About 30 Coptic Christians in Egypt were killed in clashes that involved both the Egyptian military and radical Muslims Oct. 9. This week on Interfaith Voices, I interviewed Thomas Farr, the Director of the Religious Freedom Project at the Berkley Center for Religion, Peace and World Affairs at Georgetown University, about the plight of the Copts, who comprise about 10 percent of the Egyptian population.
According to Farr, this dispute is about far more than the Copts themselves. It involves the very future of religious freedom and democracy in Egypt.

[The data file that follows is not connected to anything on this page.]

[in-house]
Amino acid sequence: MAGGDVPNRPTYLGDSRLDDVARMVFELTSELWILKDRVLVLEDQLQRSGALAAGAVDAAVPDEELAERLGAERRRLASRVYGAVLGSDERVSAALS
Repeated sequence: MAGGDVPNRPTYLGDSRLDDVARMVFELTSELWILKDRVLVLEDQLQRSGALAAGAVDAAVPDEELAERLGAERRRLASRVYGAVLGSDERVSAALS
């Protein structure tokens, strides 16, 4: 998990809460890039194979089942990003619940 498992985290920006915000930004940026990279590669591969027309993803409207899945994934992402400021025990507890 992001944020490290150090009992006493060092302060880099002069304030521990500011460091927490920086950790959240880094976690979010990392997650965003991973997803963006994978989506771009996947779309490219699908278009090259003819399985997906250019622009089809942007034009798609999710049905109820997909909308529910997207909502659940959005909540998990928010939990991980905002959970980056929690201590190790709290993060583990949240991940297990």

Farr points out that the Copts, an ancient group that traces its lineage back to the apostolic age, are part of the large community of Eastern Orthodox churches, although a few Copts are Catholic.
In recent years, they have been seeking to repair or rebuild old churches, something requires political permission in Egypt. That was the focus of their peaceful demonstration when they were attacked by the Egyptian military, which used heavy vehicles to run some of them over.